Denver & Rio Grande Western 4-8-4 "Northern" Locomotives in the USA

For its passenger service, the Denver & Rio Grande Western Railroad purchased 4- 8-4s in two orders, from the Baldwin Locomotive Works. In 1929, 14 Class M-64 locomotives and in 1938, another five, this time Class M-68. The D&RGW liked the name "Western" instead of "Northern" for these locomotives.

The Rio Grande ran fascinating combinations of heavyweight and streamlined cars in their trains from 1948 to 1968. Most heavyweight cars were painted from the old Pullman Green into the "Grande Gold" color scheme in the early 50s. This colorful period began with "Westerns" hauling the heavyweight EXPOSITION FLYER with brand-new Budd CALIFORNIA ZEPHYR cars (especially Vista- Dome coaches) mixed in. This is one of the few instances where one could ride a regularly-scheduled dome car behind a steam loco.

By 1956, all of the D&RGW "Westerns" had been sent to the scrapper. The "Westerns" gave way to FTs, Alco PAs, F3s and eventually the F7s. Once the CZ consists were complete, Rio's heavyweights were eventually repainted and used in the ROYAL GORGE, YAMPA VALLEY MAIL and PROSPECTOR. For the ZEPHYR, the PAs were painted solid silver with orange noses. The FTs, F3s and PAs were originally delivered and run in a black body/gold stripe scheme till the early 50s then all were repainted "Grande Gold". The PROSPECTOR and ROYAL GORGE were well-known for their combo consists till their demise in the mid-60s. The Rio Grande also purchased streamlined coaches, diners, dome-observation cars and RPOs from the Chesapeake and Ohio in the early 50s.


ClassRoad NumbersYear BuiltBuilder

Class Details by Steve Llanso of Sweat House Media

Class M-64 (Locobase 257)

Data from tables in 1930 Locomotive Cyclopedia. DeGolyer, Vol 81, pp. 465-503+. Works numbers were 60712-60721 in February 1929 and 60920-60923 in July.

Firebox fitted with combustion chamber that supplied 78 sq ft (7.25 sq m) and 103 sq ft (9.6 sq m) of thermic syphons contributing to the firebox heating surface, boiler had Elesco K-50-C feedwater heater, piston valves measure 14" in diameter. Known on the D & RGW as Westerns.

See the Utah Rails website -- [] -- for a discussion of the D & RGW's green boilers. The M-64s weighed considerably less than the later express M-68s (Locobase 258), which made them more suitable for the Moffat Tunnel route.

Class M-68 (Locobase 258)

Data from D&RGW 1-1954 locomotive diagram book supplied in May 2005 by Allen Stanley from his extensive Rail Data Exchange. See also "4-8-4 Cousins", Trains (December 1943, p. 29. (Thanks to Chris Hohl for his 22 February 2013 inquiry about the valve gear that led to the entry's update and for his 9 February 2018 emails supplying the Trains item..) Works numbers were 62130-62134 in 1937.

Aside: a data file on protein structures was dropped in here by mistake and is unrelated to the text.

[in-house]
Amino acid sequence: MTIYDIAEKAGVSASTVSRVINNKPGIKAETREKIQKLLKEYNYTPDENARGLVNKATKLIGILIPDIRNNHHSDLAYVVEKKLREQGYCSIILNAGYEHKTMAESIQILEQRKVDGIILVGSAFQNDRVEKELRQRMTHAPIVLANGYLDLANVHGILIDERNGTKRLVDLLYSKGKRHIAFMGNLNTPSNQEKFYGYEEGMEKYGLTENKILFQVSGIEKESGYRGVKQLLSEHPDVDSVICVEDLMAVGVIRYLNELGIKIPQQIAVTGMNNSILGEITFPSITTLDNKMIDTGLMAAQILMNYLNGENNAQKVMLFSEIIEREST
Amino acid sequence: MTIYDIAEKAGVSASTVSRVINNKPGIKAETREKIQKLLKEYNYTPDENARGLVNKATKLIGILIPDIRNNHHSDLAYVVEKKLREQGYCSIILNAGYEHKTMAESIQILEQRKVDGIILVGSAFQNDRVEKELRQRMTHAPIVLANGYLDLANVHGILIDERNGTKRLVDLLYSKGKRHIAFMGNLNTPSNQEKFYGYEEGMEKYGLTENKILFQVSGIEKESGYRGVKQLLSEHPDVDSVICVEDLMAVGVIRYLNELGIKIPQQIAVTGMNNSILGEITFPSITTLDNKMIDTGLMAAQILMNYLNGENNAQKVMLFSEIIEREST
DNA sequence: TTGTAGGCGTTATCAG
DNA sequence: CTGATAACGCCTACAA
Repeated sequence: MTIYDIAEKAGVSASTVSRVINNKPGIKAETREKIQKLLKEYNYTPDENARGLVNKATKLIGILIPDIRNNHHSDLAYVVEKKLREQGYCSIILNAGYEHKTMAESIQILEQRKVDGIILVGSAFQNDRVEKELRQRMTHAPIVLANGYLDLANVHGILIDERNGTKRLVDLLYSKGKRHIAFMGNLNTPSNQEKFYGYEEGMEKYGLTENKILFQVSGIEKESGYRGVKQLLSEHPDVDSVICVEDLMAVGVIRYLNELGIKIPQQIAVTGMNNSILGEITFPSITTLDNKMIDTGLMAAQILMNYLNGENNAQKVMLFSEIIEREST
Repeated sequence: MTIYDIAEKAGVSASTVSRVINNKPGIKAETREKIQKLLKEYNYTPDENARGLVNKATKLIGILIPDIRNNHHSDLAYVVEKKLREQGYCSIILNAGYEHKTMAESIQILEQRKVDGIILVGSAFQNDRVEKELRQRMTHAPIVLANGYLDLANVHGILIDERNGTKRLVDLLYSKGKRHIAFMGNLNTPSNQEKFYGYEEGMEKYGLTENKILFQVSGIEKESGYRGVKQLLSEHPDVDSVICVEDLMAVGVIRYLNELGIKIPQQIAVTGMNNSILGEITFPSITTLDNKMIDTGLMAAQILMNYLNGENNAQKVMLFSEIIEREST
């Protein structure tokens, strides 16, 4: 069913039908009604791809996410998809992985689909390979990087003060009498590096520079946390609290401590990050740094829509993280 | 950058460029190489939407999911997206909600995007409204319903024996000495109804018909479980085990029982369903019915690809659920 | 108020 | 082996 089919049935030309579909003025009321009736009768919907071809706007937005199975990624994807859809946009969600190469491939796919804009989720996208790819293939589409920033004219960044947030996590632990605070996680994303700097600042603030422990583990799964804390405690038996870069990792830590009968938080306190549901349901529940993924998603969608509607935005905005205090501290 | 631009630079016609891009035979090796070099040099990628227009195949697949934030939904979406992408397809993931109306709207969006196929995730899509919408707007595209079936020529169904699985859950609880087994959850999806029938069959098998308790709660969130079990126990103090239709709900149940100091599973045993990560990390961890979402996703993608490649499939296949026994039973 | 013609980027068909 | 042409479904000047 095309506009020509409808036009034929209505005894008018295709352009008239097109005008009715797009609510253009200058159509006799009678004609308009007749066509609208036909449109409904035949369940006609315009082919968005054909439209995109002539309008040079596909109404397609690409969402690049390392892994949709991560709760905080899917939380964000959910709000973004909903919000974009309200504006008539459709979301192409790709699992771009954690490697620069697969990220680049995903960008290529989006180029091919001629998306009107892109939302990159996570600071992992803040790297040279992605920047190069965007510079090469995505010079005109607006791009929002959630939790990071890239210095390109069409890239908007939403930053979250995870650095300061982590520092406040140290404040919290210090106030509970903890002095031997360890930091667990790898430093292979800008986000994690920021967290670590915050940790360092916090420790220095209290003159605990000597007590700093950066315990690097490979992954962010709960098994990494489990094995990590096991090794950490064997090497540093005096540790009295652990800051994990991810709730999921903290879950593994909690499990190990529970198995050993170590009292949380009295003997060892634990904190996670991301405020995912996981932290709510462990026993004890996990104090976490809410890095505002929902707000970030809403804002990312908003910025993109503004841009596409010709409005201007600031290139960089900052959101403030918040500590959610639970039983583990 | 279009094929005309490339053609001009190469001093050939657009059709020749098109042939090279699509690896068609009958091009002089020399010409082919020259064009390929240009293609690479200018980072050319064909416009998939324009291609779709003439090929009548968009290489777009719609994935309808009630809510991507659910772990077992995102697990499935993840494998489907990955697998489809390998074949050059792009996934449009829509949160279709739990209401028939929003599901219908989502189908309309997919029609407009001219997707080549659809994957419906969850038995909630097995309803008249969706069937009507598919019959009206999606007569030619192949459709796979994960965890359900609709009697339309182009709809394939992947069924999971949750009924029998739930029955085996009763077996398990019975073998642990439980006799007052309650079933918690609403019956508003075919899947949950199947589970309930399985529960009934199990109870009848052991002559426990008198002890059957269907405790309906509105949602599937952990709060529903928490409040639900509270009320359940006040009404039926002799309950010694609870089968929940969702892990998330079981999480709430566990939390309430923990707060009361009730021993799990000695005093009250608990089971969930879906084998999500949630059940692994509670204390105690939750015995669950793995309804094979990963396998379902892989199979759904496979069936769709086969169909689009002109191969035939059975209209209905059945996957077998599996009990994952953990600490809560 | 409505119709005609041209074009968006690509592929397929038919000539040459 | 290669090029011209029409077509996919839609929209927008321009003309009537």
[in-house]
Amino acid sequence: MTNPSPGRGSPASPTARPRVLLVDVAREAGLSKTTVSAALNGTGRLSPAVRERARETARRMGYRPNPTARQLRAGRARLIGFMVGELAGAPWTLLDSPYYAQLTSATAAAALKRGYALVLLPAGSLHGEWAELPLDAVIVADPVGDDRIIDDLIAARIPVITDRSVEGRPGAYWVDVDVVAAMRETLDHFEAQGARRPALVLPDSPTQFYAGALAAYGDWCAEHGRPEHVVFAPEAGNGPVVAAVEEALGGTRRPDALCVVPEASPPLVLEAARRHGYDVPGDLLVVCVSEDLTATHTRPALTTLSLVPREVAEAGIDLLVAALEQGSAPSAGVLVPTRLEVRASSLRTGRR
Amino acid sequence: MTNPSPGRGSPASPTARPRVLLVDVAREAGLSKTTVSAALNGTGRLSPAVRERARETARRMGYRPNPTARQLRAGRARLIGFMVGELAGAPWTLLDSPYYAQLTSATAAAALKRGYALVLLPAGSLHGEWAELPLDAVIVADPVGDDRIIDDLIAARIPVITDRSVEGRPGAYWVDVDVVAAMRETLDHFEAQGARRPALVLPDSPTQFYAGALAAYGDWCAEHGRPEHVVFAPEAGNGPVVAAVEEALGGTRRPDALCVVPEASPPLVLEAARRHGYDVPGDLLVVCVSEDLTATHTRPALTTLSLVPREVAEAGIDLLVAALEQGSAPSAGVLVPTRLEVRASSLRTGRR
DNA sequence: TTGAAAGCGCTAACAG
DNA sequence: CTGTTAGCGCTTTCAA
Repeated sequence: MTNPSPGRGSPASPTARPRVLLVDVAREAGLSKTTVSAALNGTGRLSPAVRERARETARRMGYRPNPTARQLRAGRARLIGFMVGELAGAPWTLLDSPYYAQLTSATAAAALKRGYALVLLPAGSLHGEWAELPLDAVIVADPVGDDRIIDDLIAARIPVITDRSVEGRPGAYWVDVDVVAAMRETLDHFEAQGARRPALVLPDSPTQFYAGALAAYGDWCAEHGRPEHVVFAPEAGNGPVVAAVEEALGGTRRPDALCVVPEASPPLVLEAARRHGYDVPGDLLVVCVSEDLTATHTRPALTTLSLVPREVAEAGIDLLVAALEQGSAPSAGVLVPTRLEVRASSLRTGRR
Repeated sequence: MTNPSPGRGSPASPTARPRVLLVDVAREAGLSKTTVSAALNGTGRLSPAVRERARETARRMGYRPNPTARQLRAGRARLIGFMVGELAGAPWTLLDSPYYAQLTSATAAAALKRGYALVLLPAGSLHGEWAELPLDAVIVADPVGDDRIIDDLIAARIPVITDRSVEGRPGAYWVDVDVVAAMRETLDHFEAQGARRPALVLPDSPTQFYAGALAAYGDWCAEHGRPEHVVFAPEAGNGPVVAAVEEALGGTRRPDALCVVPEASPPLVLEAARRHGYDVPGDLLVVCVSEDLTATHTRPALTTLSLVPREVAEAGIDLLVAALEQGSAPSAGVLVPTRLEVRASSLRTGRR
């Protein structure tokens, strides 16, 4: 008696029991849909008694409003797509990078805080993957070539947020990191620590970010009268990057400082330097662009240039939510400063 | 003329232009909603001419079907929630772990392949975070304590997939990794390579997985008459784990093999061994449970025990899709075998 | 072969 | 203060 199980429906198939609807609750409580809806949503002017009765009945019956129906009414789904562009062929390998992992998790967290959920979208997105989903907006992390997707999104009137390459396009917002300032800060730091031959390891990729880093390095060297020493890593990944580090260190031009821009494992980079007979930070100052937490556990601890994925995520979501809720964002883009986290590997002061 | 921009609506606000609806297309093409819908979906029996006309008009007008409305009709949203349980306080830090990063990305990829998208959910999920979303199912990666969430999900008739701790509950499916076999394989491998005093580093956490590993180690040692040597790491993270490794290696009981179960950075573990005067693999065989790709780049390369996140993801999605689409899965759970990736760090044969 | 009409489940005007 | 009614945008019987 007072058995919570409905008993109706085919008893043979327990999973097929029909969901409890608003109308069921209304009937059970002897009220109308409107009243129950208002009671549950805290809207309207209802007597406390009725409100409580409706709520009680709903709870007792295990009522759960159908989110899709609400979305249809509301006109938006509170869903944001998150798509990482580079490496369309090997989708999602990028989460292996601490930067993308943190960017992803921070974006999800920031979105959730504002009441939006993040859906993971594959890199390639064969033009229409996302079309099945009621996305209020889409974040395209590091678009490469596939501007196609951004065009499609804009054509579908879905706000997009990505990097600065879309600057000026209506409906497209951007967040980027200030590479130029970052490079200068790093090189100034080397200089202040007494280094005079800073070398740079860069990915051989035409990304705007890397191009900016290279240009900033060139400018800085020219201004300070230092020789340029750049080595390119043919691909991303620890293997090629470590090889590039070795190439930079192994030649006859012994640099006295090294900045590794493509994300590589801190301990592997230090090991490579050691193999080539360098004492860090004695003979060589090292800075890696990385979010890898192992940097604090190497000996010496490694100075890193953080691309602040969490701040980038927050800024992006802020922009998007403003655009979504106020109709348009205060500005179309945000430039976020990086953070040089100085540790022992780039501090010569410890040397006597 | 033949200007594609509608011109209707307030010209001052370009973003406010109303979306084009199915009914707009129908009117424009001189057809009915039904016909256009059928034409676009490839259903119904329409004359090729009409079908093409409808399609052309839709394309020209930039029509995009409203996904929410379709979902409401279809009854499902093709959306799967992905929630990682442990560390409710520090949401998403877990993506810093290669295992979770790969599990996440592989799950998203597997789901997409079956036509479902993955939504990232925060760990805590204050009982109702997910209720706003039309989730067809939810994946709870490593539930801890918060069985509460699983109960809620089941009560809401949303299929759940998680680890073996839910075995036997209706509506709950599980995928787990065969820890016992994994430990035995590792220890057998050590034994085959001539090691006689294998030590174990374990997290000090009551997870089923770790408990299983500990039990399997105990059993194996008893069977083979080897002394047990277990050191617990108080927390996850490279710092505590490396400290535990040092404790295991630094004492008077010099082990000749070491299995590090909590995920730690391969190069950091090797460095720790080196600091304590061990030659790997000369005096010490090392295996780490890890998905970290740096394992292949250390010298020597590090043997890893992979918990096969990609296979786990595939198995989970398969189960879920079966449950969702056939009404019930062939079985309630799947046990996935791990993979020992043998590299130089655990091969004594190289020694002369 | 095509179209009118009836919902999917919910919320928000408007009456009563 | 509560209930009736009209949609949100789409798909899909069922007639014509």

More frankly passenger haulers than their fourteen predecessor M-64s, these five Westerns (not Northerns, by the Rio Grande's reckoning) were superpower locomotives in all respects. The had roller bearings on axles carrying larger Baldwin disc drivers. Laid out as a , the firebox heating surface included 139 sq ft (12.91 sq m) of combustion chamber and 122 sq ft (11.3 sq m) of thermic syphons (located in both the firebox and the combustion chamber). 14" (356 mm) piston valves supplied steam to the cylinders.

Their design later formed the basis of the Missouri Pacific N-73s procured in 1943 (Locobase 266).

They ran from Denver to Salt Lake City -- 745 miles (1,199 km) through the Royal Gorge and Tennessee Passes hitting 80 mph (129 kmh) in some spots -- until retirement in 1952-1954.

Principal Dimensions by Steve Llanso of Sweat House Media
Locobase ID257 258
RailroadDenver & Rio Grande Western (D&RGW)Denver & Rio Grande Western (D&RGW)
Number in Class145
Road Numbers1700-17131800-1804
Number Built145
Valve GearWalschaertWalschaert
Locomotive Length and Weight
Driver Wheelbase (ft / m)18.75 / 5.7119.25 / 5.87
Engine Wheelbase (ft / m)44.42 / 13.5447 / 14.33
Ratio of driving wheelbase to overall engine wheebase 0.42 0.41
Overall Wheelbase (engine & tender) (ft / m)89.75 / 27.3695.29 / 29.04
Axle Loading (Maximum Weight per Axle) (lbs / kg)70,448 / 31,955
Weight on Drivers (lbs / kg)252,000 / 114,305279,172 / 126,630
Engine Weight (lbs / kg)408,500 / 185,293479,360 / 217,434
Tender Loaded Weight (lbs / kg)269,500 / 122,243394,000 / 178,716
Total Engine and Tender Weight (lbs / kg)678,000 / 307,536873,360 / 396,150
Tender Water Capacity (gals / ML)14,000 / 53.0320,000 / 75.76
Tender Fuel Capacity (oil/coal) (gals/tons / ML/MT)20 / 18.2026 / 23.60
Minimum weight of rail (calculated) (lb/yd / kg/m)105 / 52.50116 / 58
Geometry Relating to Tractive Effort
Driver Diameter (in / mm)70 / 177873 / 1854
Boiler Pressure (psi / kPa)240 / 16.50285 / 19.70
High Pressure Cylinders (dia x stroke) (in / mm)27" x 30" / 686x76226" x 30" / 660x762
Tractive Effort (lbs / kg)63,735 / 28909.7467,299 / 30526.35
Factor of Adhesion (Weight on Drivers/Tractive Effort) 3.95 4.15
Heating Ability
Firebox Area (sq ft / m2)446 / 41.45555 / 51.56
Grate Area (sq ft / m2)88 / 8.18106 / 9.85
Evaporative Heating Surface (sq ft / m2)4917 / 456.975506 / 511.52
Superheating Surface (sq ft / m2)2229 / 207.162336 / 217.02
Combined Heating Surface (sq ft / m2)7146 / 664.137842 / 728.54
Evaporative Heating Surface/Cylinder Volume247.33298.67
Computations Relating to Power Output (More Information)
Robert LeMassena's Power Computation21,12030,210
Same as above plus superheater percentage27,66739,273
Same as above but substitute firebox area for grate area140,222205,628
Power L138,32055,121
Power MT1340.971741.16

  • DRGW 1800 (Cannon City, Nov 1939 photo by Fred C. Stoes)
  • DRGW 1802 (Salida, Nov 1939 photo by Fred C. Stoes)
  • DRGW 1803 (Salida, Nov 1939 photo by Fred Stoes)
  • DRGW 1703 (D&SL near Rollinsville, CO 1939 photo by Fred C. Stoes)
  • Class M-64 1711 (Darryl E Van Nort Collection)
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Wes Barris